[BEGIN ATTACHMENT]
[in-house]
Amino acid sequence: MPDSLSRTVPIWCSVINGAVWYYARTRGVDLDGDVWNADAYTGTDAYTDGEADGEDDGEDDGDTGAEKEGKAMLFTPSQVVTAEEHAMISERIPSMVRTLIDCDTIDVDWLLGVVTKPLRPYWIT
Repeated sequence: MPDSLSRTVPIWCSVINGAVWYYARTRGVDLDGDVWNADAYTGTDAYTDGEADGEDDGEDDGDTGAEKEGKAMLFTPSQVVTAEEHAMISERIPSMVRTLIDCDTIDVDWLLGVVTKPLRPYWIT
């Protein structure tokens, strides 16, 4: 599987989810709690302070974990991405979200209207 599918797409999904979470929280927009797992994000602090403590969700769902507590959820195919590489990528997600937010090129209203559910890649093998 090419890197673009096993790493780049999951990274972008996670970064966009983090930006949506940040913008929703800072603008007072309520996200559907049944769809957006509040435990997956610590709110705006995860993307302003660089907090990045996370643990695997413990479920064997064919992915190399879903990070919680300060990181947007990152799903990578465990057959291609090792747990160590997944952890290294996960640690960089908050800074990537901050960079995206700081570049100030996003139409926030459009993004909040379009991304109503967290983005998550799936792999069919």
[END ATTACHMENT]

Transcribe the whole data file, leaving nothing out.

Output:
[in-house]
Amino acid sequence: MPDSLSRTVPIWCSVINGAVWYYARTRGVDLDGDVWNADAYTGTDAYTDGEADGEDDGEDDGDTGAEKEGKAMLFTPSQVVTAEEHAMISERIPSMVRTLIDCDTIDVDWLLGVVTKPLRPYWIT
Repeated sequence: MPDSLSRTVPIWCSVINGAVWYYARTRGVDLDGDVWNADAYTGTDAYTDGEADGEDDGEDDGDTGAEKEGKAMLFTPSQVVTAEEHAMISERIPSMVRTLIDCDTIDVDWLLGVVTKPLRPYWIT
């Protein structure tokens, strides 16, 4: 599987989810709690302070974990991405979200209207 599918797409999904979470929280927009797992994000602090403590969700769902507590959820195919590489990528997600937010090129209203559910890649093998 090419890197673009096993790493780049999951990274972008996670970064966009983090930006949506940040913008929703800072603008007072309520996200559907049944769809957006509040435990997956610590709110705006995860993307302003660089907090990045996370643990695997413990479920064997064919992915190399879903990070919680300060990181947007990152799903990578465990057959291609090792747990160590997944952890290294996960640690960089908050800074990537901050960079995206700081570049100030996003139409926030459009993004909040379009991304109503967290983005998550799936792999069919």